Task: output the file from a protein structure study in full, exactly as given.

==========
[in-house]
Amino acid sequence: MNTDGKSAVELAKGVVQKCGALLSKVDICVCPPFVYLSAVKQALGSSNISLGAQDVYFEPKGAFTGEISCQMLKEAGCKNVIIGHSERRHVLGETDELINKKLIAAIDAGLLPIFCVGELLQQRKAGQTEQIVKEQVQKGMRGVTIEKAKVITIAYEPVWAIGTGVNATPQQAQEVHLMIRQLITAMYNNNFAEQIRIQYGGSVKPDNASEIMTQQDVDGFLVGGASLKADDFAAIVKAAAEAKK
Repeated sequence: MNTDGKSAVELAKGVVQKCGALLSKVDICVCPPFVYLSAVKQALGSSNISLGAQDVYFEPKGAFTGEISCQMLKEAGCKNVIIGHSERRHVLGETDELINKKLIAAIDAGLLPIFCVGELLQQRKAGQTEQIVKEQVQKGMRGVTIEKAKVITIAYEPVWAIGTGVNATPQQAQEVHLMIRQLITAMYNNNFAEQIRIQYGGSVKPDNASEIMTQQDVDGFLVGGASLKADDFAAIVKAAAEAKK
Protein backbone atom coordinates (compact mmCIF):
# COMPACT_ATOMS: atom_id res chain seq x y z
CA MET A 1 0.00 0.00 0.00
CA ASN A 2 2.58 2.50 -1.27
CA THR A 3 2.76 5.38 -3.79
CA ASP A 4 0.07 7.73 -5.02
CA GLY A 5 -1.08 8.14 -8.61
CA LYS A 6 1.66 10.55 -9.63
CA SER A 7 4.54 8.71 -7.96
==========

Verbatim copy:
[in-house]
Amino acid sequence: MNTDGKSAVELAKGVVQKCGALLSKVDICVCPPFVYLSAVKQALGSSNISLGAQDVYFEPKGAFTGEISCQMLKEAGCKNVIIGHSERRHVLGETDELINKKLIAAIDAGLLPIFCVGELLQQRKAGQTEQIVKEQVQKGMRGVTIEKAKVITIAYEPVWAIGTGVNATPQQAQEVHLMIRQLITAMYNNNFAEQIRIQYGGSVKPDNASEIMTQQDVDGFLVGGASLKADDFAAIVKAAAEAKK
Repeated sequence: MNTDGKSAVELAKGVVQKCGALLSKVDICVCPPFVYLSAVKQALGSSNISLGAQDVYFEPKGAFTGEISCQMLKEAGCKNVIIGHSERRHVLGETDELINKKLIAAIDAGLLPIFCVGELLQQRKAGQTEQIVKEQVQKGMRGVTIEKAKVITIAYEPVWAIGTGVNATPQQAQEVHLMIRQLITAMYNNNFAEQIRIQYGGSVKPDNASEIMTQQDVDGFLVGGASLKADDFAAIVKAAAEAKK
Protein backbone atom coordinates (compact mmCIF):
# COMPACT_ATOMS: atom_id res chain seq x y z
CA MET A 1 0.00 0.00 0.00
CA ASN A 2 2.58 2.50 -1.27
CA THR A 3 2.76 5.38 -3.79
CA ASP A 4 0.07 7.73 -5.02
CA GLY A 5 -1.08 8.14 -8.61
CA LYS A 6 1.66 10.55 -9.63
CA SER A 7 4.54 8.71 -7.96